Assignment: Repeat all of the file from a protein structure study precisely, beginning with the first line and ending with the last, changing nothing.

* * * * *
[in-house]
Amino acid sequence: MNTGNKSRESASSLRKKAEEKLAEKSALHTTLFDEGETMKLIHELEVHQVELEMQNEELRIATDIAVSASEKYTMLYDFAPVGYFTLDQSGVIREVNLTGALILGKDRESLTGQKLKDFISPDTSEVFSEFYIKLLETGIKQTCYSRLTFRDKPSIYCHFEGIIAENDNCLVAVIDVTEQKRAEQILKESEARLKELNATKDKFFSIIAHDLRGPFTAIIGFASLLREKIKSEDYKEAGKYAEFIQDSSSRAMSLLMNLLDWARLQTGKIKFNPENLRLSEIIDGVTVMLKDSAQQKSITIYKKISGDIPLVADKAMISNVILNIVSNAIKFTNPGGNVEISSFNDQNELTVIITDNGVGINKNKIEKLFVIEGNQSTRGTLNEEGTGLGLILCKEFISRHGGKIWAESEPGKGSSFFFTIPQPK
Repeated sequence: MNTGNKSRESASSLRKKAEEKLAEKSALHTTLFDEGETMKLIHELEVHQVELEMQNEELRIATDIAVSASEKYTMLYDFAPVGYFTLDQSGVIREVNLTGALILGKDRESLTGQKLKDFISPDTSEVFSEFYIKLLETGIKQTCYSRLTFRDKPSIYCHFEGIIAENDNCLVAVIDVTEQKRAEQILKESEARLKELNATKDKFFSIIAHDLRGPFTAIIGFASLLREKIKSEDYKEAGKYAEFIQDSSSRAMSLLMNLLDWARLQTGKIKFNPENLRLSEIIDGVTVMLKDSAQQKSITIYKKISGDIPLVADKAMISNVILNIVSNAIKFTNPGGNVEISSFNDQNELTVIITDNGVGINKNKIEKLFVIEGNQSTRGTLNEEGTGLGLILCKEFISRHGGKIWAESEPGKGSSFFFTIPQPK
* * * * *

[in-house]
Amino acid sequence: MNTGNKSRESASSLRKKAEEKLAEKSALHTTLFDEGETMKLIHELEVHQVELEMQNEELRIATDIAVSASEKYTMLYDFAPVGYFTLDQSGVIREVNLTGALILGKDRESLTGQKLKDFISPDTSEVFSEFYIKLLETGIKQTCYSRLTFRDKPSIYCHFEGIIAENDNCLVAVIDVTEQKRAEQILKESEARLKELNATKDKFFSIIAHDLRGPFTAIIGFASLLREKIKSEDYKEAGKYAEFIQDSSSRAMSLLMNLLDWARLQTGKIKFNPENLRLSEIIDGVTVMLKDSAQQKSITIYKKISGDIPLVADKAMISNVILNIVSNAIKFTNPGGNVEISSFNDQNELTVIITDNGVGINKNKIEKLFVIEGNQSTRGTLNEEGTGLGLILCKEFISRHGGKIWAESEPGKGSSFFFTIPQPK
Repeated sequence: MNTGNKSRESASSLRKKAEEKLAEKSALHTTLFDEGETMKLIHELEVHQVELEMQNEELRIATDIAVSASEKYTMLYDFAPVGYFTLDQSGVIREVNLTGALILGKDRESLTGQKLKDFISPDTSEVFSEFYIKLLETGIKQTCYSRLTFRDKPSIYCHFEGIIAENDNCLVAVIDVTEQKRAEQILKESEARLKELNATKDKFFSIIAHDLRGPFTAIIGFASLLREKIKSEDYKEAGKYAEFIQDSSSRAMSLLMNLLDWARLQTGKIKFNPENLRLSEIIDGVTVMLKDSAQQKSITIYKKISGDIPLVADKAMISNVILNIVSNAIKFTNPGGNVEISSFNDQNELTVIITDNGVGINKNKIEKLFVIEGNQSTRGTLNEEGTGLGLILCKEFISRHGGKIWAESEPGKGSSFFFTIPQPK